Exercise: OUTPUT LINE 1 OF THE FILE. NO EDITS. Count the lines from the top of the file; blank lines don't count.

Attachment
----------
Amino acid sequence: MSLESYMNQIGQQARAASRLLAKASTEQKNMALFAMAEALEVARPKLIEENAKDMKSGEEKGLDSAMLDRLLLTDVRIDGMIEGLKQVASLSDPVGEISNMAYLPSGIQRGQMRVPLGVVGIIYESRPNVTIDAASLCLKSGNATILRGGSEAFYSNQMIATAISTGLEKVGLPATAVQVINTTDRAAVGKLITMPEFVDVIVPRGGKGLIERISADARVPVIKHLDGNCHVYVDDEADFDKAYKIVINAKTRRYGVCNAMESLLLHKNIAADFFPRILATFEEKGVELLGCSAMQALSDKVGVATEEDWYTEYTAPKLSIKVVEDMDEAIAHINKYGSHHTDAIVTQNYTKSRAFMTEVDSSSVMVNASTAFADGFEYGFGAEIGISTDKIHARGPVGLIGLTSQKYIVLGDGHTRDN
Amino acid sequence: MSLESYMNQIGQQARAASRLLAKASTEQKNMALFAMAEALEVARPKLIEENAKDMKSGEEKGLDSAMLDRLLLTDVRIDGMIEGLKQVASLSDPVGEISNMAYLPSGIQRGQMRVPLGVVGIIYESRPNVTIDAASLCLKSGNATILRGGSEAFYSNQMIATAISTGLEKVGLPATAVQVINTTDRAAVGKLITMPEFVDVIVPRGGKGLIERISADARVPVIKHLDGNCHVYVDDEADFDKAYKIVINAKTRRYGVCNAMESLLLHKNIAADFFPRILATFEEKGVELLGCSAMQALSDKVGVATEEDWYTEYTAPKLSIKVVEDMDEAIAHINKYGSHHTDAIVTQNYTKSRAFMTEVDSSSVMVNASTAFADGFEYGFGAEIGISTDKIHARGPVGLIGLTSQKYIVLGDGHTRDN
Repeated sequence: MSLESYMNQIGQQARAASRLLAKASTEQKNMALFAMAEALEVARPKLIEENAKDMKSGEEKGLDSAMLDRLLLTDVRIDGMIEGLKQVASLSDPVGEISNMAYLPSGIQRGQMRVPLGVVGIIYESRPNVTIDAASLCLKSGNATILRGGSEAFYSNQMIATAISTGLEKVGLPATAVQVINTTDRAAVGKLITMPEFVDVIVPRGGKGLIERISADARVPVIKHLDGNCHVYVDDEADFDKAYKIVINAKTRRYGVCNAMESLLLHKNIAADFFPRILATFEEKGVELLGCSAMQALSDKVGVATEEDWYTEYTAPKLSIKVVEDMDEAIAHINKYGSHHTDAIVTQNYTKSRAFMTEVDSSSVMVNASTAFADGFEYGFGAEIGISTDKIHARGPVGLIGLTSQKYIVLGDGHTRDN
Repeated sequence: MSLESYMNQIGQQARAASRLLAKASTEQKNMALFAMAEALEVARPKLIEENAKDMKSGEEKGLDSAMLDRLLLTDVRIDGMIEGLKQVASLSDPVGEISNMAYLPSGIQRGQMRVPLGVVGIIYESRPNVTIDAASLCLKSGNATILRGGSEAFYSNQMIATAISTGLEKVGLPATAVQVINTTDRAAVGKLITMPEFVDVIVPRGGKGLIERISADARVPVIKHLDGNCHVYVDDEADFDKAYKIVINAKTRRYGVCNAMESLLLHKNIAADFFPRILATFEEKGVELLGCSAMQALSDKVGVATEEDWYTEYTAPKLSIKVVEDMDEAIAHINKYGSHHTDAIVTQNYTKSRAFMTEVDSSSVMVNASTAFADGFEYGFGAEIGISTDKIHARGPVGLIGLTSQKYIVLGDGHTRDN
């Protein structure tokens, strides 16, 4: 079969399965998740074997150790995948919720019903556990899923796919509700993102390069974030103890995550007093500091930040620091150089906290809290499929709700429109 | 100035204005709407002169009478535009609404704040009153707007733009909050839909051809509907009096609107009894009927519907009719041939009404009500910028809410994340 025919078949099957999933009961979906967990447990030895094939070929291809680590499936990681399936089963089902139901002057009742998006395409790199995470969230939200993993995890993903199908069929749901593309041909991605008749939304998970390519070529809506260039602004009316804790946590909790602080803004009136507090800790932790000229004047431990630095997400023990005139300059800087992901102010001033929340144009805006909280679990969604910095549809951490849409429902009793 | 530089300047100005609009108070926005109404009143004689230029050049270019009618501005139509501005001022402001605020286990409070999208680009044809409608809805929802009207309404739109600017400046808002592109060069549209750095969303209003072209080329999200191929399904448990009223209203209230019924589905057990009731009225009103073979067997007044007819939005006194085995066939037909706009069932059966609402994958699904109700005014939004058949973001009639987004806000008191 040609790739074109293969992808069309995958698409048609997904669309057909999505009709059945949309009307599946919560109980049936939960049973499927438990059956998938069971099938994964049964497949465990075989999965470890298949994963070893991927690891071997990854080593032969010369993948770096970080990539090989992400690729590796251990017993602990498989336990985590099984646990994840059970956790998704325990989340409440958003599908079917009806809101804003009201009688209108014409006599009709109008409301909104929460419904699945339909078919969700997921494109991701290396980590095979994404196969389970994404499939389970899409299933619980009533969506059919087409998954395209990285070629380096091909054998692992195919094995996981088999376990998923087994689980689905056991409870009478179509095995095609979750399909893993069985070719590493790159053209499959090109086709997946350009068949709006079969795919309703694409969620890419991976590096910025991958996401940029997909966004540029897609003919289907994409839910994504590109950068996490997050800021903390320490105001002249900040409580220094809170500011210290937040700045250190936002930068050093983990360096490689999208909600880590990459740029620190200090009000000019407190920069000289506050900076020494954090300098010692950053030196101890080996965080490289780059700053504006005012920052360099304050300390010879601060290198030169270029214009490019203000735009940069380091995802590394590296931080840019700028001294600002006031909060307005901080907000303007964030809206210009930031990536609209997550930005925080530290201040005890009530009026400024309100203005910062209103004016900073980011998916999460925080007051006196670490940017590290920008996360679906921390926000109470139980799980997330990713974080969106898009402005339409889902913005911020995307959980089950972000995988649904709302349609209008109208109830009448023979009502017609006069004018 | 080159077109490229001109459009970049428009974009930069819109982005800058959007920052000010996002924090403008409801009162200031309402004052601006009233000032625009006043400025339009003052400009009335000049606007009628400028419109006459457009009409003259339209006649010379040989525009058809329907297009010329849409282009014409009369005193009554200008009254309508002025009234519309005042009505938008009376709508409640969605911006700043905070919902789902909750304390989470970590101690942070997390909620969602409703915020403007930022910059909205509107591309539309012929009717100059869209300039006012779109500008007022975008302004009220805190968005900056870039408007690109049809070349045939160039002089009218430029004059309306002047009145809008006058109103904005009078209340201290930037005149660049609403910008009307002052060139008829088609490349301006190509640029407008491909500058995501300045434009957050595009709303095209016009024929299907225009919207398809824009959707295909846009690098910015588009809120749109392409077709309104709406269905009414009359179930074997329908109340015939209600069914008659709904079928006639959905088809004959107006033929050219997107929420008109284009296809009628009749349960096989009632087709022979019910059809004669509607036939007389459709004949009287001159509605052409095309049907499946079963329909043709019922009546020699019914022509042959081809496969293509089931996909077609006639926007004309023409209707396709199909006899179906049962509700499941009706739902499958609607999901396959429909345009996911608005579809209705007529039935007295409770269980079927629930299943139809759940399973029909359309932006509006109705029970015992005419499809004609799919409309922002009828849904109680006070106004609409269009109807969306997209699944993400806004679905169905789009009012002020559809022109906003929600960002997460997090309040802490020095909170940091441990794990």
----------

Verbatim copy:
Amino acid sequence: MSLESYMNQIGQQARAASRLLAKASTEQKNMALFAMAEALEVARPKLIEENAKDMKSGEEKGLDSAMLDRLLLTDVRIDGMIEGLKQVASLSDPVGEISNMAYLPSGIQRGQMRVPLGVVGIIYESRPNVTIDAASLCLKSGNATILRGGSEAFYSNQMIATAISTGLEKVGLPATAVQVINTTDRAAVGKLITMPEFVDVIVPRGGKGLIERISADARVPVIKHLDGNCHVYVDDEADFDKAYKIVINAKTRRYGVCNAMESLLLHKNIAADFFPRILATFEEKGVELLGCSAMQALSDKVGVATEEDWYTEYTAPKLSIKVVEDMDEAIAHINKYGSHHTDAIVTQNYTKSRAFMTEVDSSSVMVNASTAFADGFEYGFGAEIGISTDKIHARGPVGLIGLTSQKYIVLGDGHTRDN